- Associated Press - Friday, May 2, 2014

CHEYENNE, Wyo. (AP) - A trade association for firearms manufacturers and retailers is lobbying Wyoming and other states to report involuntary mental health commitments to a federal database that produces background checks for gun purchasers.

The National Shooting Sports Foundation, based in Newtown, Connecticut, wants Wyoming to report all involuntary commitments to the National Instant Criminal Background Check System. It says it’s responding in part to recent mass shootings in in which mental illness may or was determined to have been a factor.

“There are a lot of individuals who have involuntary commitments, who have pleaded guilty by way of insanity, that aren’t included in the system,” said Jake McGuigan, the foundation’s director of governmental relations and state affairs. “And the last thing that we want to have happen is having prohibited people gain access to firearms.”

Whether the effort will succeed in Wyoming is open to question. A bill to require reporting failed in the Legislature this year. The Legislature’s Joint Judiciary Committee reconsiders the issue May 12.

The proposal mirrors efforts by gun control organizations such as Mayors Against Illegal Guns. But it’s opposed by some gun rights groups.

Anthony Bouchard, director of the Wyoming Gun Owners Association, said he opposes reporting as a step toward restricting gun rights - a common criticism among many gun rights groups.

“Once we have registration in place, confiscation’s next,” Bouchard said.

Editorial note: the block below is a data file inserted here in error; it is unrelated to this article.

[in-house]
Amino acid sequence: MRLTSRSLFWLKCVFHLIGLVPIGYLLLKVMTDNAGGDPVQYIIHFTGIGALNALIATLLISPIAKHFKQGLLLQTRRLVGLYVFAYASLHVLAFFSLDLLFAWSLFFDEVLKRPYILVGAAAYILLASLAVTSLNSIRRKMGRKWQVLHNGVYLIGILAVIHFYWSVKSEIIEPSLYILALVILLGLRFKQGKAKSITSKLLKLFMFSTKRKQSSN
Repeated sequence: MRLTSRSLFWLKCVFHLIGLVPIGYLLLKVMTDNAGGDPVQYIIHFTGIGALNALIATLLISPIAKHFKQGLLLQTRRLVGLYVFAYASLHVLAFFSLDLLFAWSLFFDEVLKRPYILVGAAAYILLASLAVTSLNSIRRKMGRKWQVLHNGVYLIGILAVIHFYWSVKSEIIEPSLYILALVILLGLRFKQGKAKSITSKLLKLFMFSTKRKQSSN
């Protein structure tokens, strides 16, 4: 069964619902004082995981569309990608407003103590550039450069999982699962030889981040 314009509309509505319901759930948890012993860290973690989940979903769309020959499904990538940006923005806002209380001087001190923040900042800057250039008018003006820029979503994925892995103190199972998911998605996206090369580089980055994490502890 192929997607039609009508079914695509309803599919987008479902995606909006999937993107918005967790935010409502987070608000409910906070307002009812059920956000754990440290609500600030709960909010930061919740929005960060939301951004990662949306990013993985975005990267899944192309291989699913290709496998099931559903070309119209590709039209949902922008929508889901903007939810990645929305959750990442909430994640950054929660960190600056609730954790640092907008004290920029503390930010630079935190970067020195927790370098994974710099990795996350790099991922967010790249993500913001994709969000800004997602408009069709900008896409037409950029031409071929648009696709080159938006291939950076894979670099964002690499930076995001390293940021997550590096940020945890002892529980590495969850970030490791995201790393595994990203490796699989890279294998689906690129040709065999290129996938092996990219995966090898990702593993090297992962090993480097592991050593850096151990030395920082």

Since 1968, federal law has banned people involuntarily committed for mental health reasons from owning guns.

But according to the foundation, Wyoming and 11 other states have each submitted fewer than 100 mental health records since the database was created in the late 1990s. Some states say doing so could violate patient confidentiality laws.

The FBI says more than 100 million firearm purchasers have been run through the system in the last decade, leading to more than 700,000 denials for reasons that include mental health issues and felony convictions and mental health issues.

Lindsay Nichols, an attorney with the Law Center to Prevent Gun Violence in San Francisco, said many people involved in mass shootings have been able to buy guns because states failed to report. Nichols cited the 2007 Virginia Tech shooting in which student gunman Seung-Hui Cho killed 33 people.

“That’s undisputed: the Virginia Tech shooter was prohibited from having guns and he was able to pass the background check because the state of Virginia hadn’t properly reported his record,” Nichols said. But she added that about half the states have since passed laws that require or authorize the disclosure of that information.

“It’s been shown in many of the recent incidences involving mass shootings that in many of those situations, those were people that were suffering from some type of mental illness,” said state Rep. Keith Gingery, R-Jackson, whose reporting bill died this year.